Gadgil report must to save Ghats

"Theforests, onceexploited, maynotbeable toregenerate."

The fate of the Western Ghats, one of the world’s biodiversity hotspots, again hangs in balance with the Central government indicating the implementation of a third, more-industry friendly, version of the Madhav Gadgil report on safeguarding the tropical forests.

The Kasturirangan report, which followed the Gadgil report and diluted its recommendations, has itself reportedly been frowned upon by the Modi dispensation. The BJP-led government has indicated that it will not allow environment concerns to stall
development projects. 

The fear among ecologists, therefore, is that concerns over the fate of the Western Ghats may be shoved aside in favour of industries and other projects awaiting clearance in the region.

If that indeed happens, it will in all likelihood ravage the Western Ghats and the precious biodiversity they hold. Already, the Ghats that spread across several states have seen considerable encroachment, erosion and indiscriminate development, the consequences of which cannot be determined in the immediate future. Nor can one say for sure how the damage will affect weather systems, rainfall patterns and the livelihoods of thousands.

In the immediate future, regularising human settlements and allowing industries to continue in and around the Ghats may provide jobs and security to those who have made the region their home. But once the benefits have been milked dry, it is anyone’s guess whether the forests there will ever regenerate.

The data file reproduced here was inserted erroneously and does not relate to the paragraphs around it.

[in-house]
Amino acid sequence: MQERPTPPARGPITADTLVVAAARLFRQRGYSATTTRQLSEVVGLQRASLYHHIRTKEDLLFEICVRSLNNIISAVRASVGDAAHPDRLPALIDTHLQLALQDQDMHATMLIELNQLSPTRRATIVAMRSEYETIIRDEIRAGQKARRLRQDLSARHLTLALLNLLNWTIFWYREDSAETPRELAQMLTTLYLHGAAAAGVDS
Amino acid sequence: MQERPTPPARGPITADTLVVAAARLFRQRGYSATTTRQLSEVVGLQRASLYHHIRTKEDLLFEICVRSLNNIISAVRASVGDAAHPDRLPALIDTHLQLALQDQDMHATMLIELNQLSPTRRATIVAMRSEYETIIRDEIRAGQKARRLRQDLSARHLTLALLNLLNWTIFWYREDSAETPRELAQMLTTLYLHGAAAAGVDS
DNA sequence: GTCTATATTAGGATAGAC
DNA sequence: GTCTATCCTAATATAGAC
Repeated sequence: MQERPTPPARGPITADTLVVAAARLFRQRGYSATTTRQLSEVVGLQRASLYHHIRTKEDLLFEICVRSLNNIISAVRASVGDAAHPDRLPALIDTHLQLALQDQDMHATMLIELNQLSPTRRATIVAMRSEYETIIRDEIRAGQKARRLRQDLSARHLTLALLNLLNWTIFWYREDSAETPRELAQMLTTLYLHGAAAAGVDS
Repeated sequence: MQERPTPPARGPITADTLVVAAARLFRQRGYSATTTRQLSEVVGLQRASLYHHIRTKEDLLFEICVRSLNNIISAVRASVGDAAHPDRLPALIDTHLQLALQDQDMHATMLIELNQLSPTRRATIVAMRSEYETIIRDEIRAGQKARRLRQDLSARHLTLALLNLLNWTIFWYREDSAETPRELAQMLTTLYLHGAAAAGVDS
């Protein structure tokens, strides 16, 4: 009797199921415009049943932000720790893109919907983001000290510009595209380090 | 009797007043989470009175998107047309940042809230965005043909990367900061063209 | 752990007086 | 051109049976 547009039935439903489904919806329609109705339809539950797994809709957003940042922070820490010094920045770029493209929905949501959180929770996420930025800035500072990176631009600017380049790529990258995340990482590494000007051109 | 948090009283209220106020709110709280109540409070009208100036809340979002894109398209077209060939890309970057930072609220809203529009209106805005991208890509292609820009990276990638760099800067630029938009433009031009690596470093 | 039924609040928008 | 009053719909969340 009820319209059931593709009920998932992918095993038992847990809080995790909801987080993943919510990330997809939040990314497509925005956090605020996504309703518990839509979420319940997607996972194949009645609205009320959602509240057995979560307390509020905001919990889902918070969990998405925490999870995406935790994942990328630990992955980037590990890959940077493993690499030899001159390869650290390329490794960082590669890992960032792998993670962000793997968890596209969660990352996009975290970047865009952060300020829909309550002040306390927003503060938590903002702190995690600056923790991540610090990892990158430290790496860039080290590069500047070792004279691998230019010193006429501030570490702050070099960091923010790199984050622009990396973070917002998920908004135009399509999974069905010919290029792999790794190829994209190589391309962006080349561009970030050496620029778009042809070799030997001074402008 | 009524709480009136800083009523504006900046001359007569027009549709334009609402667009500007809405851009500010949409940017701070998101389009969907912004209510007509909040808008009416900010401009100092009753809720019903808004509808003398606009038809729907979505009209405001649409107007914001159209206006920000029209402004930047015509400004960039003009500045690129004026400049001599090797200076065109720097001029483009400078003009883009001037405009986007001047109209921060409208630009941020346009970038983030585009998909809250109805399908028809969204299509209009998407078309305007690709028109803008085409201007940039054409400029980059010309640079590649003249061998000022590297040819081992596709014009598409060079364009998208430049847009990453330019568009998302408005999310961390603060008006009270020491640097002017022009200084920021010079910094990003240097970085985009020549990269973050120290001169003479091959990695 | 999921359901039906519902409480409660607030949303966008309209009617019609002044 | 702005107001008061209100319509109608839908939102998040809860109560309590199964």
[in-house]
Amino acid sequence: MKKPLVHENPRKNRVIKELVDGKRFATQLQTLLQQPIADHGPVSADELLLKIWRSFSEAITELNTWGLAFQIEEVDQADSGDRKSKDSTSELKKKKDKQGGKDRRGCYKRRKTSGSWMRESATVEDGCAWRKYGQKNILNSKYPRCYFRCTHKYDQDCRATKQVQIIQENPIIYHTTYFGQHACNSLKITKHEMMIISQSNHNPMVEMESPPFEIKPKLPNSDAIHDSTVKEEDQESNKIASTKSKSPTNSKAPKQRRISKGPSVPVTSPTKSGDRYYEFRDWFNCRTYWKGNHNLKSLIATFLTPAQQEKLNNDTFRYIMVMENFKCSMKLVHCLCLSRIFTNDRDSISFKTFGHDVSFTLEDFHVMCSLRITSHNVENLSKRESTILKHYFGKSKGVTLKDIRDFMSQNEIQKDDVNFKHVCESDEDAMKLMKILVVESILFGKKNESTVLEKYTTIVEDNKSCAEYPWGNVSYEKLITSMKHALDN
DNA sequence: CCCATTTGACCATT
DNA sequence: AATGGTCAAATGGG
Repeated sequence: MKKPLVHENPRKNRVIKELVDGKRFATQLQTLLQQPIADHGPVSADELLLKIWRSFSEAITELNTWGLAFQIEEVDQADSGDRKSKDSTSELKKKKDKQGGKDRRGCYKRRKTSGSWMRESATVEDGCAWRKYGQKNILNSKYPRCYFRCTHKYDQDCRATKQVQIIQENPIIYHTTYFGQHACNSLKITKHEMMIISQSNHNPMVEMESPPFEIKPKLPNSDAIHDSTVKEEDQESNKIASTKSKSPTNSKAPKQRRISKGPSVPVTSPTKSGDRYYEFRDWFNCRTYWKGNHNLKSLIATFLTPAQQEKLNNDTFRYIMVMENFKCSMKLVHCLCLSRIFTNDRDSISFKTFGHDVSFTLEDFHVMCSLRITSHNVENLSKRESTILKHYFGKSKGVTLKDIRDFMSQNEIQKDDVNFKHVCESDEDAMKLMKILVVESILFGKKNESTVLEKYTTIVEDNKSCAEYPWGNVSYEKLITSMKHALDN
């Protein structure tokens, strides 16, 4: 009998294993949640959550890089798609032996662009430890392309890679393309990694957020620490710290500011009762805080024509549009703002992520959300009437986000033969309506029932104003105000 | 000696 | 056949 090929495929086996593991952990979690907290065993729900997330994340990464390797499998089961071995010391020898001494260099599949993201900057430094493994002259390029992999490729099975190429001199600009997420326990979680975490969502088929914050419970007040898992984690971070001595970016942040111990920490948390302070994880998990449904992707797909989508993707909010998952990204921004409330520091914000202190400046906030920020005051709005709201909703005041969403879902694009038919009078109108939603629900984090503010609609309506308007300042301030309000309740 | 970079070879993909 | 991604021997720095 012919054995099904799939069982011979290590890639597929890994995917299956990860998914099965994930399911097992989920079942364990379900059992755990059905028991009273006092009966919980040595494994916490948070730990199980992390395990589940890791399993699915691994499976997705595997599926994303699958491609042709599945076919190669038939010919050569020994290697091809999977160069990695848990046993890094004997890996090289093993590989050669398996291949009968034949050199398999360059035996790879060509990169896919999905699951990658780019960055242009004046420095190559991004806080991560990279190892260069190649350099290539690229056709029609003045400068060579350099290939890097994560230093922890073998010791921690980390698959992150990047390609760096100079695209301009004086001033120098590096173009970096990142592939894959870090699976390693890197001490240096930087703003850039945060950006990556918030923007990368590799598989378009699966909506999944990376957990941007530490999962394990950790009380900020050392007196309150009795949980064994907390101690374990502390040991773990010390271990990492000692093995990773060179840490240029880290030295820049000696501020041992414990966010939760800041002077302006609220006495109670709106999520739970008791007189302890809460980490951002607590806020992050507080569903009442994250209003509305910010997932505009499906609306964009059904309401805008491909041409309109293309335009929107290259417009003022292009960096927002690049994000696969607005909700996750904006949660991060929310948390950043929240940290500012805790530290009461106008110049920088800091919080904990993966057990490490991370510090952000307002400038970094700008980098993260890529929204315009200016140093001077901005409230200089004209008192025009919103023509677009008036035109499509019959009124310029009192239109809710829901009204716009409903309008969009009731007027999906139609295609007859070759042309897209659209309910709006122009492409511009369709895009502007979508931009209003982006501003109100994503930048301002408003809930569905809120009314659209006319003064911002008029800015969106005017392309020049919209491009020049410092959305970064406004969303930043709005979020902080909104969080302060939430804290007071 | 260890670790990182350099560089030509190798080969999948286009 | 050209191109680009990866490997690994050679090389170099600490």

Underestimating the value of the forests and the accompanying bio-diversity is bound to have disastrous repercussions in the medium to the long term. What is scary is that once the forests are sacrificed they cannot be put in place again, at least not for the next several generations. While one is not naive to suggest that the choice before the government is simple, the hope is that, all things considered, the government must think long-term and not pander to the immediate demands of those who worry they will lose their livelihood if existing industries are shut and new ones not allowed to start.

The government must inform people owning industries in the Western Ghats and others who work in them that it will benefit the entire country, region and by extension, the whole world, if strict measures are adopted to safeguard the forests even if it means they have to look at other locations and options to continue with their businesses and livelihood. The state governments must be taken into confidence, too. In short, the government should opt for the more stringent Madhav Gadgil report, as that seems to be the only way to stall the destruction of the Western Ghats, and protect what remains.

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